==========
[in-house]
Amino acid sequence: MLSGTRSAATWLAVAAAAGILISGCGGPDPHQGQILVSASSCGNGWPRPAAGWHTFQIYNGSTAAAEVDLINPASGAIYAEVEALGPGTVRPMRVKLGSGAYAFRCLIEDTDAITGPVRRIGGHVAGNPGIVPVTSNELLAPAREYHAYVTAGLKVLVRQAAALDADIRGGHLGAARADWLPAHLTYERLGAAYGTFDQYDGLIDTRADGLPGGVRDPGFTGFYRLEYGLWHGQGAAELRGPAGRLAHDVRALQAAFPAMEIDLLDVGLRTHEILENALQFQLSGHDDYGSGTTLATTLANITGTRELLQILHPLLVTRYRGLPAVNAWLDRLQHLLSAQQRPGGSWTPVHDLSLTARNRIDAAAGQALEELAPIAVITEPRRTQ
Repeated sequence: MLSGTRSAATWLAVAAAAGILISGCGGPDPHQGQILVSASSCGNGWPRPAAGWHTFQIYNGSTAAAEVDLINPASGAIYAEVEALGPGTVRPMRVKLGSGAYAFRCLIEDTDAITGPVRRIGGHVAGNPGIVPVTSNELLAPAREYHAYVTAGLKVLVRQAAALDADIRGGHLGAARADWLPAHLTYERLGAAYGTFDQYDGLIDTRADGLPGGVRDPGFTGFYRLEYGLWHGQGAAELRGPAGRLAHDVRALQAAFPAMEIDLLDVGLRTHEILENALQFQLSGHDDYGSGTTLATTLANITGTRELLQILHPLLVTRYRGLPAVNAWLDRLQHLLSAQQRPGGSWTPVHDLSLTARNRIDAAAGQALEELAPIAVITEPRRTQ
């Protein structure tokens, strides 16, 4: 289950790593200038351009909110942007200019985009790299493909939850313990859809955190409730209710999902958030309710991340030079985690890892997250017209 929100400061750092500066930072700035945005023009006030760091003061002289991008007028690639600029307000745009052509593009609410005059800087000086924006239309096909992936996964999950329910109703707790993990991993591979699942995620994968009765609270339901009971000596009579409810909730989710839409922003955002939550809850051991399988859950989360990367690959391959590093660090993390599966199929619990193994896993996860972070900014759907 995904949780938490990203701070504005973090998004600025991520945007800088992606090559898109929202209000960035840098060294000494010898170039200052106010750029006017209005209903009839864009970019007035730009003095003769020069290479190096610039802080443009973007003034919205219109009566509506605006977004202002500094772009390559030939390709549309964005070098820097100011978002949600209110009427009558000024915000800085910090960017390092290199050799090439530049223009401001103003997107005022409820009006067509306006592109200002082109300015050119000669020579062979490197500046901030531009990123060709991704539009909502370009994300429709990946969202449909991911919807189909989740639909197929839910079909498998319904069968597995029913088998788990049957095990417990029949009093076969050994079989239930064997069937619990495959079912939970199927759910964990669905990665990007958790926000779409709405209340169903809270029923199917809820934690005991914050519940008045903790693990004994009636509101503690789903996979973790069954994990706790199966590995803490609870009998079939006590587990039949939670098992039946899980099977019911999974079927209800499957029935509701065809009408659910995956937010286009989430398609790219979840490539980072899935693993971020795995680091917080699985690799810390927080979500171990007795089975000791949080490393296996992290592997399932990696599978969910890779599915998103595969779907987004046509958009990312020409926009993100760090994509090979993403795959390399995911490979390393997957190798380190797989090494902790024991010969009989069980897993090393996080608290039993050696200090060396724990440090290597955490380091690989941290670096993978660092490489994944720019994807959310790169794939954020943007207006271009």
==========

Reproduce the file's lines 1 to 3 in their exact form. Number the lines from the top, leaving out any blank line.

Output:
[in-house]
Amino acid sequence: MLSGTRSAATWLAVAAAAGILISGCGGPDPHQGQILVSASSCGNGWPRPAAGWHTFQIYNGSTAAAEVDLINPASGAIYAEVEALGPGTVRPMRVKLGSGAYAFRCLIEDTDAITGPVRRIGGHVAGNPGIVPVTSNELLAPAREYHAYVTAGLKVLVRQAAALDADIRGGHLGAARADWLPAHLTYERLGAAYGTFDQYDGLIDTRADGLPGGVRDPGFTGFYRLEYGLWHGQGAAELRGPAGRLAHDVRALQAAFPAMEIDLLDVGLRTHEILENALQFQLSGHDDYGSGTTLATTLANITGTRELLQILHPLLVTRYRGLPAVNAWLDRLQHLLSAQQRPGGSWTPVHDLSLTARNRIDAAAGQALEELAPIAVITEPRRTQ
Repeated sequence: MLSGTRSAATWLAVAAAAGILISGCGGPDPHQGQILVSASSCGNGWPRPAAGWHTFQIYNGSTAAAEVDLINPASGAIYAEVEALGPGTVRPMRVKLGSGAYAFRCLIEDTDAITGPVRRIGGHVAGNPGIVPVTSNELLAPAREYHAYVTAGLKVLVRQAAALDADIRGGHLGAARADWLPAHLTYERLGAAYGTFDQYDGLIDTRADGLPGGVRDPGFTGFYRLEYGLWHGQGAAELRGPAGRLAHDVRALQAAFPAMEIDLLDVGLRTHEILENALQFQLSGHDDYGSGTTLATTLANITGTRELLQILHPLLVTRYRGLPAVNAWLDRLQHLLSAQQRPGGSWTPVHDLSLTARNRIDAAAGQALEELAPIAVITEPRRTQ